Weakness or fatigue of respiratory muscles and the diaphragm is an important factor in patients who fail to be weaned from mechanical ventilation. Fatigue can occur when the load of the inspiratory muscles is excessively increased due to the increase of airway resistance and decrease of lung compliance, or when there is an imbalance between respiratory muscles [40]. Additionally, prolonged ventilation itself promotes atrophy of the diaphragm and leads to its functional decrease [41]. Inspiratory muscle training can improve both inspiratory and expiratory muscle strength and reduce the duration of ventilation and weaning. However, additional research is needed to confirm the effects of training on clinical outcomes, and specific guidelines for how each training method can be used to improve strength and endurance are also necessary [42]. Threshold loading is the most general method used to determine training intensity. The threshold can be determined based on the maximum respiratory pressure (MIP) measured using the ventilator or a respiratory pressure meter. Threshold loading can be set between 20% and 50% of MIP, and generally, five sets with 6–10 breaths per set are performed once or twice a day. The threshold can be gradually increased as the patient’s inspiratory muscle strength improves (Figure 3B) [43].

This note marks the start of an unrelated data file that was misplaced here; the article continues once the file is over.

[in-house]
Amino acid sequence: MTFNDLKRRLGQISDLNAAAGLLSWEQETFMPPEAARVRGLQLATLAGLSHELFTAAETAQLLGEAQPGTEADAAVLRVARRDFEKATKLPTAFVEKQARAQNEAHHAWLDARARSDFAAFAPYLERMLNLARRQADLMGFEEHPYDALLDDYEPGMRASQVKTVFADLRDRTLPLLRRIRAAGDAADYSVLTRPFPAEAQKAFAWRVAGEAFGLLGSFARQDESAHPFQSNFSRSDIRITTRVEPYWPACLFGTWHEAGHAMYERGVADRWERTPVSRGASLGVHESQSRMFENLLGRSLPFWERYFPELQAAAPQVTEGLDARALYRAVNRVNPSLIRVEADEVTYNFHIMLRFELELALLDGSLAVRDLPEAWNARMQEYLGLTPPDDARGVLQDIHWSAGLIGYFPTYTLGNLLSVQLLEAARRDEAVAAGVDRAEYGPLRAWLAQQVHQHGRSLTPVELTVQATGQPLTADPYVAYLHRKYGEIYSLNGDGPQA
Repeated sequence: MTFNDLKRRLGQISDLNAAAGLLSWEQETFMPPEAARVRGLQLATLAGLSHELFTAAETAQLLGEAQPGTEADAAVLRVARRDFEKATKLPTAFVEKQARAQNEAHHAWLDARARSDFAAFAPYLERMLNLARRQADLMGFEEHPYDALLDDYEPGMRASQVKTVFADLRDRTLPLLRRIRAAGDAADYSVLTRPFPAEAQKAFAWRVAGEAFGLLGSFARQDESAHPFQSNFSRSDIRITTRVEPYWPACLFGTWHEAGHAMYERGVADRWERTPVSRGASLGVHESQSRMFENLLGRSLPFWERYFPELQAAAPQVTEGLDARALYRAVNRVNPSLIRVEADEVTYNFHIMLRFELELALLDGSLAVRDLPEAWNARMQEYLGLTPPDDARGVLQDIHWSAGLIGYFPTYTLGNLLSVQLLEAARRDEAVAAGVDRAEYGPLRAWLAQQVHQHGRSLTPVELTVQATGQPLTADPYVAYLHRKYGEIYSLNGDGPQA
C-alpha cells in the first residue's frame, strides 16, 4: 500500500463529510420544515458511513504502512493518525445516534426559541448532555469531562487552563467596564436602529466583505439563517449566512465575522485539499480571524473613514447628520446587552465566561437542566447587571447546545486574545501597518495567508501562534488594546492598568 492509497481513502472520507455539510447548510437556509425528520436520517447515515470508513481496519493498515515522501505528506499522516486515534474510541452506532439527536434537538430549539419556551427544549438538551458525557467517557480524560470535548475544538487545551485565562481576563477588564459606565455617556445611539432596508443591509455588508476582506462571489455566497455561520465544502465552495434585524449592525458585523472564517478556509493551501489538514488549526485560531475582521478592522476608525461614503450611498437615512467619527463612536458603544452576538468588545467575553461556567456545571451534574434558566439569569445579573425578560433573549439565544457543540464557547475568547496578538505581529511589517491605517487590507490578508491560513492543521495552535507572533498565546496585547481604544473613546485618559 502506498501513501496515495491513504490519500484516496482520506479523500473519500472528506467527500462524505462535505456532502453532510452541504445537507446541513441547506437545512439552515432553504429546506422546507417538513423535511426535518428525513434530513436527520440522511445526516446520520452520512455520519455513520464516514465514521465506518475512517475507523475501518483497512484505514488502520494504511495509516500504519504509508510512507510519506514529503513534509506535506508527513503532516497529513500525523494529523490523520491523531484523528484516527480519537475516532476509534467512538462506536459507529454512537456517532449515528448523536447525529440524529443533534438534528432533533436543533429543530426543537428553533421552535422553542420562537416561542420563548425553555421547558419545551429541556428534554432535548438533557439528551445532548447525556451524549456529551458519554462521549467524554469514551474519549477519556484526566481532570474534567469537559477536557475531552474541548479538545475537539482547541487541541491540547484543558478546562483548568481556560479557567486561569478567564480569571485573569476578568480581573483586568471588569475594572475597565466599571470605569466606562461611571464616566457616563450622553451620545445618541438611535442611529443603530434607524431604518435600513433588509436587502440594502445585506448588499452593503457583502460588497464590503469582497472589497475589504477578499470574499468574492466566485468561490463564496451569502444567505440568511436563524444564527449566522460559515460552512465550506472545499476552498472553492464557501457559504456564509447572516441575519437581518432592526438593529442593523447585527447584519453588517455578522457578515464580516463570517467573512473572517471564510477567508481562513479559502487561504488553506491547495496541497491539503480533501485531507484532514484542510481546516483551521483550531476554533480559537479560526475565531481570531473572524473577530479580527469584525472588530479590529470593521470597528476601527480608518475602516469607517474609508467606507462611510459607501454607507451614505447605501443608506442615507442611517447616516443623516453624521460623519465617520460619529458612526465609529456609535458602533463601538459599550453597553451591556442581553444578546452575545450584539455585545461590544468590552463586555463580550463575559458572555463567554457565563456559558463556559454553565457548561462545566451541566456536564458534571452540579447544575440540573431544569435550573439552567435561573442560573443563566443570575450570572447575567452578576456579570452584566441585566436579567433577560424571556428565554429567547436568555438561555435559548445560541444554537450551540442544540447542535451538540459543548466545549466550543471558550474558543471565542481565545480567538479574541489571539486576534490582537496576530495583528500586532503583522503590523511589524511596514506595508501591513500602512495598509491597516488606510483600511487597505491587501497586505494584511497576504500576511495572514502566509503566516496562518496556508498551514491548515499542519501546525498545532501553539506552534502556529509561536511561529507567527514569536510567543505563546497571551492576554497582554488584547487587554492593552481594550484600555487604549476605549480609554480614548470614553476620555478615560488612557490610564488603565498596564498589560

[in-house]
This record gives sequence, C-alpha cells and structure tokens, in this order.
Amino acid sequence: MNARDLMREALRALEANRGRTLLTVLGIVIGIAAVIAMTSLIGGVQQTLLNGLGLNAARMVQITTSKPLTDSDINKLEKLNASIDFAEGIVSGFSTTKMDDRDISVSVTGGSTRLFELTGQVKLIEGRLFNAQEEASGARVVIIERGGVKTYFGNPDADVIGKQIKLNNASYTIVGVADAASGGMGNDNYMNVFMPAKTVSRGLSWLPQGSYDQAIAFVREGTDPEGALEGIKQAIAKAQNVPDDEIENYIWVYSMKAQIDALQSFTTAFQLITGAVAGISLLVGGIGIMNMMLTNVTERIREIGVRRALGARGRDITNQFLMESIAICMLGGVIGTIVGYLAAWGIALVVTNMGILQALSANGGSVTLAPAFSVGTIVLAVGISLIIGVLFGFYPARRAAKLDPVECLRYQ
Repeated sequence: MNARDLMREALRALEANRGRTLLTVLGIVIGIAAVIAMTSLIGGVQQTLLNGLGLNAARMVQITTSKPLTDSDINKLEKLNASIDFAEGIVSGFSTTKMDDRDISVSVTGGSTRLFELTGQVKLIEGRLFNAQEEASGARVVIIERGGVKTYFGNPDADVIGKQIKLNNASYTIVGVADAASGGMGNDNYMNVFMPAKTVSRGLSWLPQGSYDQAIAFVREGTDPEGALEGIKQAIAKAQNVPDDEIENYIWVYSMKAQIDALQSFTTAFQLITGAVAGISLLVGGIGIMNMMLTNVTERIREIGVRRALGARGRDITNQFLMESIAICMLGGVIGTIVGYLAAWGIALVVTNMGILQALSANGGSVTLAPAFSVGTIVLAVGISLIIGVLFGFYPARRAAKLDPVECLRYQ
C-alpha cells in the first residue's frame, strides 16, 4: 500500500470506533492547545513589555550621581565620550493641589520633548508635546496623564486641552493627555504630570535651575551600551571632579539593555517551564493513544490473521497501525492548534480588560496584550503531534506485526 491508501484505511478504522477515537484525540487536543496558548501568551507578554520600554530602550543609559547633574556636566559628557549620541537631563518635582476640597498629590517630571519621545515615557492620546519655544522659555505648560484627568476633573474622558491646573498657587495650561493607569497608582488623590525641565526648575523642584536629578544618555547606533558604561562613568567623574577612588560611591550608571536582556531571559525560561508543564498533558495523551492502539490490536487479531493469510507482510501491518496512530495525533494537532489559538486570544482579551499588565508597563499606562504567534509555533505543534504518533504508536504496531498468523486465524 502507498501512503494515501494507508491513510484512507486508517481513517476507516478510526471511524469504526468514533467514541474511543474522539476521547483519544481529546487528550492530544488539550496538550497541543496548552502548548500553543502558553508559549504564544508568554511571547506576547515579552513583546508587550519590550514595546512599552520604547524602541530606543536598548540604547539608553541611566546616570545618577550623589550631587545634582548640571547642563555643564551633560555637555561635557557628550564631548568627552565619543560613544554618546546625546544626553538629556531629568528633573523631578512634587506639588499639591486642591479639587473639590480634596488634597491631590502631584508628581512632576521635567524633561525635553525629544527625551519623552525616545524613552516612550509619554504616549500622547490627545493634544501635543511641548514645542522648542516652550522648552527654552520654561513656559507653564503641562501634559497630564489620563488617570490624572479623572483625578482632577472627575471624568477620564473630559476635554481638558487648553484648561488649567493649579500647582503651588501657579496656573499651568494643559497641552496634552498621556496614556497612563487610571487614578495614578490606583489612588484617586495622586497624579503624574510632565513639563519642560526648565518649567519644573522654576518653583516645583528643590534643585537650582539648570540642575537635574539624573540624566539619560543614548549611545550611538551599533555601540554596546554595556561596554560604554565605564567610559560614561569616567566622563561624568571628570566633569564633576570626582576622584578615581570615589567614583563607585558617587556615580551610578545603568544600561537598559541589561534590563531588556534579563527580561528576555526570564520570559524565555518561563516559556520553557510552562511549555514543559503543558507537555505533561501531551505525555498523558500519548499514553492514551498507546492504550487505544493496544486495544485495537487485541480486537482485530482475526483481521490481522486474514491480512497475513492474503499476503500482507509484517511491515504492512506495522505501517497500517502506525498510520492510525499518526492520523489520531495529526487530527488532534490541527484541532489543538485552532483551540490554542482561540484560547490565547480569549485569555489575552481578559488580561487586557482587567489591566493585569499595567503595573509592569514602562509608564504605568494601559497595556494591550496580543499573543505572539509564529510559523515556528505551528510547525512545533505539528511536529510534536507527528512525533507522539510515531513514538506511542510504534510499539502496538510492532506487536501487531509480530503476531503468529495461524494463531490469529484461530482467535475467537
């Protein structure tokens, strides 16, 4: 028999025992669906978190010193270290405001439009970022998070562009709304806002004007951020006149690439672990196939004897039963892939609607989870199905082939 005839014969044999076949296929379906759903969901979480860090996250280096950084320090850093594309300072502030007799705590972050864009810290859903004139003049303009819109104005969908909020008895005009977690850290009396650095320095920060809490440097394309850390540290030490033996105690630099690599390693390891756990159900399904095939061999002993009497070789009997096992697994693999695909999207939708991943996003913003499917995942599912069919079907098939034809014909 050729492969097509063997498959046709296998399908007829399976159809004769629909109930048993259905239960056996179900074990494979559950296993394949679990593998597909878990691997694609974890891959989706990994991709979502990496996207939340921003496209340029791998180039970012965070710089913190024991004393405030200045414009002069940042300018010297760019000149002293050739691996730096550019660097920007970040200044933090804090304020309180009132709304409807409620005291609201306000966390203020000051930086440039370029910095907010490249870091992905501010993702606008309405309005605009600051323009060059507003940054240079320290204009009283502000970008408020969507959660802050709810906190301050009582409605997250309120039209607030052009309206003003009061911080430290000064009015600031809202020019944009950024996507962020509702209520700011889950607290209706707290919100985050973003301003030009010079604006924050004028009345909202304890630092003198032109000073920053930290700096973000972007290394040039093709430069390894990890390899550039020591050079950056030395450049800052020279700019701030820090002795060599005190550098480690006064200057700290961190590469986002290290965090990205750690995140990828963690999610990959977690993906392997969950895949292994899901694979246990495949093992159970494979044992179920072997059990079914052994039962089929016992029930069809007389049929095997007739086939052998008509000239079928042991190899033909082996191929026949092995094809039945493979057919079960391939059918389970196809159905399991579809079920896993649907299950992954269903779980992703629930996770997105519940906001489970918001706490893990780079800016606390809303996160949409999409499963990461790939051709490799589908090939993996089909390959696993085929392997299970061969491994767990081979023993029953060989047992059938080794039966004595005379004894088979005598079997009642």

Management of Airway Secretions
Positioning and mobilization
Positioning and mobilization enhance ventilation and ventilation/perfusion (V/Q) mismatch, thereby assisting in oxygenation [36]. In patients with unilateral lung disease, positioning the affected lung at the uppermost location increases recruitment and promotes drainage from the lung segment, so lung function and atelectasis can be improved [44]. Moreover, in ventilated patients, the functional residual capacity and oxygenation improve and work is reduced in a seated position of greater than 30° [45] because the displacement of the rib cage increases, resulting in a positive effect on minute ventilation, respiratory rate, tidal volume, and inspiratory flow rate [38]. Together with other chest physiotherapy modalities, early mobilization can result in a decreased extubation failure rate and shorter durations of mechanical ventilation and ICU stay [46,47] (Figure 4). Further details on mobilization are discussed below.
Hyperinflation